Passing parameters to the kernel at run-time on Linux February 7, 2011Posted by tournasdimitrios1 in Linux.
Sometimes, you might need to change some of the Linux kernel behavior , a previous article demonstrated how to pass parameters to the kernel at boot time . At run-time we can load / unload kernel modules , or change some parameters to squeeze out a bit more performance . The key point for tuning the kernel is the virtual file-system directory ” /proc “ , most of the files in /proc are read-only representations of information about your system. There is an exception to this rule: the files in /proc/sys/. The /proc/sys/ directory contains a tree of writable files, each of which represents a different kernel setting.
There are too many kernel settings in /proc/sys/ to cover what each of them does here. Complete coverage for the curious is available in the Red Hat Enterprise Linux Reference Guide.
In total , there are over 500 tunable parameters on an average Linux system . If you want to examine that list more closely issue the command
“sysctl -a > param-file” . Open that file with your favorite editor .
While files in /proc/sys/ can be written to and read from directly, the most common method for manipulating them is with the sysctl command. This command allows you to turn on / off numerous kernel parameters on the fly or you can edit a specific file to tune those same parameters . When using sysctl, the settings in /proc/sys/ are referred to by a period-delimited name instead of a filesystem path. The basic usage of the command is :
sysctl options path.to.seting=value
First example : The setting in /proc/sys/fs/file-max which, dictates the maximum number of files that may be opened at once, is referred to by sysctl as simply fs.file-max.
- sysctrl -w fs.file-max=60000
The maximum number of open files on this system is now 60,000 (default is 52000)
Second example : Say you want to re-enable <CTL><Alt><Del> that some distributions have disabled . First let’s make sure your distribution has disabled this functionality , do this with the command :
- sysctrl kernel.ctrl-alt-del
what you should see as output is : kernel-ctrl-alt-del=0
- sysctrl -w kernel.ctrl-alt-del=1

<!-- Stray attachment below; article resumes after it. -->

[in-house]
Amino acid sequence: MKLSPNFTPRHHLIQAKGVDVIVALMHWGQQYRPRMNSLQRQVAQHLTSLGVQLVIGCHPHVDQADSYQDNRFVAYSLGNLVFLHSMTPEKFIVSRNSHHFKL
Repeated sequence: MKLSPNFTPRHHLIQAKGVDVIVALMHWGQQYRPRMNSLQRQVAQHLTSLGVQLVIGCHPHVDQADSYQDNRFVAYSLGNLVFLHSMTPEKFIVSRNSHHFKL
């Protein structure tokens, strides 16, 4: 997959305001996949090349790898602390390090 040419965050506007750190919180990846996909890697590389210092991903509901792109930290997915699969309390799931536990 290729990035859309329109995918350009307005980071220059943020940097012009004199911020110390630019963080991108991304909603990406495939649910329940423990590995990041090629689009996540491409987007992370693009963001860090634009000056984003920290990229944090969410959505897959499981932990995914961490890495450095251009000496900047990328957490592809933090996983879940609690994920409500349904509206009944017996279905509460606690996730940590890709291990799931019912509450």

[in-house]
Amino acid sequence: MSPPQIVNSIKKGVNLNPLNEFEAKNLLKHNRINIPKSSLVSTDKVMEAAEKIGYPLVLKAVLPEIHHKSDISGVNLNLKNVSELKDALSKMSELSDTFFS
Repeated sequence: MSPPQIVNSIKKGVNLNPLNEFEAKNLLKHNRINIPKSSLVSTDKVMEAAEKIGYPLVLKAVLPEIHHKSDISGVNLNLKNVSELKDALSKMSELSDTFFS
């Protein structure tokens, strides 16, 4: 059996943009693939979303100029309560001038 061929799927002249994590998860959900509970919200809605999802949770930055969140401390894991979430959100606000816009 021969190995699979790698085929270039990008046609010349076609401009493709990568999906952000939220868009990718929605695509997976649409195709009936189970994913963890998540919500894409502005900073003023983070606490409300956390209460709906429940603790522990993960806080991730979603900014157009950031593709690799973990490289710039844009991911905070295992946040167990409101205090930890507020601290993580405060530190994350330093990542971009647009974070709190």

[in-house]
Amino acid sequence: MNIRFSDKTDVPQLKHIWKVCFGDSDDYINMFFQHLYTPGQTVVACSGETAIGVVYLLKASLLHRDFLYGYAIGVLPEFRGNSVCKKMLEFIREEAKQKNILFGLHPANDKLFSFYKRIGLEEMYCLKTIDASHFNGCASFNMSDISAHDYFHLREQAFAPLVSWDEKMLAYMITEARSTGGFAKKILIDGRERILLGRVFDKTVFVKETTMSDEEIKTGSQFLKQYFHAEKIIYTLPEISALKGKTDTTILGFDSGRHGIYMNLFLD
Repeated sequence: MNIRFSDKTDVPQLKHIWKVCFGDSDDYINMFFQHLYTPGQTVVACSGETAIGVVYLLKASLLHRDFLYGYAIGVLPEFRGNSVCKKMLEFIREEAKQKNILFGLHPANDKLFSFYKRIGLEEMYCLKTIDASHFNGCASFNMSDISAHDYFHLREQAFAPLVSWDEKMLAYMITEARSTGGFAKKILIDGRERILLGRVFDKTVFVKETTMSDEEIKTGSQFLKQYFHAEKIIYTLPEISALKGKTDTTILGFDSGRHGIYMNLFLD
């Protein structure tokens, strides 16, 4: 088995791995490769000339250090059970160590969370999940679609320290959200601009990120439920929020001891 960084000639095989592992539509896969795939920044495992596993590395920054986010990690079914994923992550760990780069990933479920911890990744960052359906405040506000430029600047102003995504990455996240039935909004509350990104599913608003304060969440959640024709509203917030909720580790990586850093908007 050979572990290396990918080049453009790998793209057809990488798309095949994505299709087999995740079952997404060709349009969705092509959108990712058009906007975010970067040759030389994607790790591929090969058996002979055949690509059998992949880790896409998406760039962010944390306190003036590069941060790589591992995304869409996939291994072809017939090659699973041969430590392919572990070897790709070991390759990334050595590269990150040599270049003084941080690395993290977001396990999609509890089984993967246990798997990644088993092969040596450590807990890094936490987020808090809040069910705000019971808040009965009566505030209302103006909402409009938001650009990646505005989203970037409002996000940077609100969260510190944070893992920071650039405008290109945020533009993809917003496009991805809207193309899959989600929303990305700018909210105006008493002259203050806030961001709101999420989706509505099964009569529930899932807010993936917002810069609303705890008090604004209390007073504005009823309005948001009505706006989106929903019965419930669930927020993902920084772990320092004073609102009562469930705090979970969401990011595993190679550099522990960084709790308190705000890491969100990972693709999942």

You can , of course , reset this value again passing the value 0
Third example : The setting in /proc/sys/net/ipv4/ip_forward which, dictates the routing functionality .
- sysctrl -w net.ipv4.ip_forward=1
Now your Linux box will act as a router (of course , also the routing table must be configured )
However, because /proc is a pseudo-filesystem, existing only in RAM, all non-default settings will be lost when the system reboots. In order to make changes to /proc/sys/ persistent, sysctl must be configured to automatically reinstate settings when the system boots up. Custom sysctl commands can be stored in the /etc/sysctl.conf file, which is read in during system initialization by the sysctl -p command, which is run by /etc/rc.d/rc.sysinit. Each line in sysctl.conf follows the format “path.to.setting = value”. The default sysctl.conf usually looks like this.
# Kernel sysctl configuration file for Red Hat Linux # # For binary values, 0 is disabled, 1 is enabled. See sysctl(8) and # sysctl.conf(5) for more details. # Controls IP packet forwarding net.ipv4.ip_forward = 0 # Controls source route verification net.ipv4.conf.default.rp_filter = 1 # Do not accept source routing net.ipv4.conf.default.accept_source_route = 0 # Controls the System Request debugging functionality of the kernel kernel.sysrq = 0 # Controls whether core dumps will append the PID to the core filename # Useful for debugging multi-threaded applications kernel.core_uses_pid = 1 # Controls the use of TCP syncookies net.ipv4.tcp_syncookies = 1 # Controls the maximum size of a message, in bytes kernel.msgmnb = 65536 # Controls the default maxmimum size of a mesage queue kernel.msgmax = 65536 # Controls the maximum shared segment size, in bytes kernel.shmmax = 4294967295 # Controls the maximum number of shared memory segments, in pages kernel.shmall = 268435456
To make our change to fs.file-max permanent, we would add the following line to /etc/sysctl.conf.
# Increase maximum filehandles
fs.file-max = 60000
Be aware that altering sysctl.conf has no affect until the system is rebooted or sysctl -p is run manually.